Mind you, I cannot help being beguiled by the thought put forward by Julian Gough in Prospect magazine, that Sarah Palin is in fact a modern poet. He suggests:

A great poet needs to leave open the door between the conscious and unconscious; Sarah Palin has removed her door from its hinges. A great poet does not self-censor; Sarah Palin seems authentically innocent of what she is saying. She could be the most natural, visionary poet since William Blake.

So as regards the quote from Palin’s announcement above, perhaps it needs to be read differently, perhaps so:

We are doing well! I wish
you’d hear more from the media
of your state’s progress and
how we tackle
Outside interests
– daily –
special interests that
would stymie our state.

Yes, I like that much better.

Talking our way out of the crisis

June 8, 2009

Here is an interesting news item from yesterday, referring to the political crisis in Britain in the aftermath of the local and European elections and the future of Prime Minister Gordon Brown:

‘Labour MP Tony Wright said that while Mr Brown was a “clunky communicator”, he was a “towering figure” in the aftermath of the financial crisis.’

Well yes, a ‘clunky communicator’ (an expression I’ll remember and use). What the statement doesn’t acknowledge – indeed, what it denies – is that you can’t really be a ‘towering figure’ in politics if you have difficulty communicating the message. Politics is all about ‘the message’, the ability to persuade the public and key decision-makers in industry and public life that you have a strategy and that this strategy will make a difference. A tongue-tied Abraham Lincoln at Gettysburg would probably not be remembered today; or Winston Churchill, if he had been unable to express to his people the sense of determination and courage that carried them through the dark days of 1940 and 1941. In politics, communication is not an optional extra, it is everything.

In Ireland, we have similar issues to address. I would argue that the losses suffered by Fianna Fail in the elections are to a major extent about communication. I suspect that by and large the government has the right policies. But it has not so much been bad at communicating them, it hasn’t really tried at all. I cannot begin to understand why, in Ireland’s worst crisis since independence, the Taoiseach has not been addressing the nation on television and radio, indeed several times. We need to know where we are going, and why it’s worth making sacrifices, and how the government is going down this hard road with us, and what the rewards will be at the end. We don’t need to read that from Dail reports, or from newspaper accounts of party meetings – we need to hear it directly, addressed to us. Without that, all we see and feel is the pain, and all we want to do is lash out at whoever is inflicting that.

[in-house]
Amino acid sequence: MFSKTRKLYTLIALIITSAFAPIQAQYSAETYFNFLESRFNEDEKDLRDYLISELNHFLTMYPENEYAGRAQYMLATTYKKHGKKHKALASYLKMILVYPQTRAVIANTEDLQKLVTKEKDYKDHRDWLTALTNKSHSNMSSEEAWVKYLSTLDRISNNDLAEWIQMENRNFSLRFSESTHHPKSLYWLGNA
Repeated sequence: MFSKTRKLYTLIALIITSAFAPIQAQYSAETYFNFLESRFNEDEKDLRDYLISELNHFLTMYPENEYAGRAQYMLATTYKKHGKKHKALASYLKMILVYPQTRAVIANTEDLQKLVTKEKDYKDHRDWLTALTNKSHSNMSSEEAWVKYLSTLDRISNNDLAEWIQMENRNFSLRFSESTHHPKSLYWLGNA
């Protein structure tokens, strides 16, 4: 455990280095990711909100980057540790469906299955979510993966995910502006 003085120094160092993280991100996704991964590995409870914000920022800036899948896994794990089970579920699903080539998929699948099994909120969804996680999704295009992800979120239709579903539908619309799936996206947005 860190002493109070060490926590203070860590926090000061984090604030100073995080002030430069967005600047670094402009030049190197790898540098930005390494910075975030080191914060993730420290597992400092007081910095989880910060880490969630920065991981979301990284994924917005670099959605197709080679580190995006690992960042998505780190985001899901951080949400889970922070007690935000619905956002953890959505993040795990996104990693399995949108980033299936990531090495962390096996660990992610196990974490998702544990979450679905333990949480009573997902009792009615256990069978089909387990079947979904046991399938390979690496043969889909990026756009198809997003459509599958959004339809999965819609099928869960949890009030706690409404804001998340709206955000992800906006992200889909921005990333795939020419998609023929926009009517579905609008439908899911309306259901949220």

There are big lessons to be learned from Barack Obama, who has understood all this really well, and who is a master at having a good message and communicating it skilfully. Here in these islands, and for that matter in Europe, we seem to have lost sight of this. We had better catch on quickly, for widespread popular anger is a very dangerous thing.

Political communication

February 5, 2009

So there we are, the government here has announced the measures it is taking to start clawing back the deficit in public finances. On the whole – though I regret the cut in overseas aid – I think the approach is correct. What I am less certain about it whether they are communicating the message effectively. The presentation yesterday by the Taoiseach in the Dail (parliament) was curiously low-key, and I cannot help thinking that the government would gather a lot more momentum if he were to make a direct address to the nation on television; the seriousness of the situation certainly warrants it.

Of course the real basis of political success is having the right policies; but almost as important is the ability and willingness to communicate the vision effectively. This is particularly important when people are being asked to make sacrifices. This is what has been called ‘rhetorical leadership’, and it has been identified as perhaps the key ingredient in securing popular support during times of crisis [see for example Ryan Lee Teten, We the People”: The “Modern” Rhetorical Popular Address of the Presidents during the Founding Period “, Political Research Quarterly 2007 60: 669-682]

It is unlikely that the government has just asked for the last sacrifice we must make in order to recover our economic and social stability. It seems to me to be important that it takes much more visible steps now to communicate the strategy and the vision, and to hold out the prospect of ultimate recovery and success in a way that people can grasp and respond to. Otherwise we risk failure in our national efforts because nobody has stirred the imagination and determination of the people.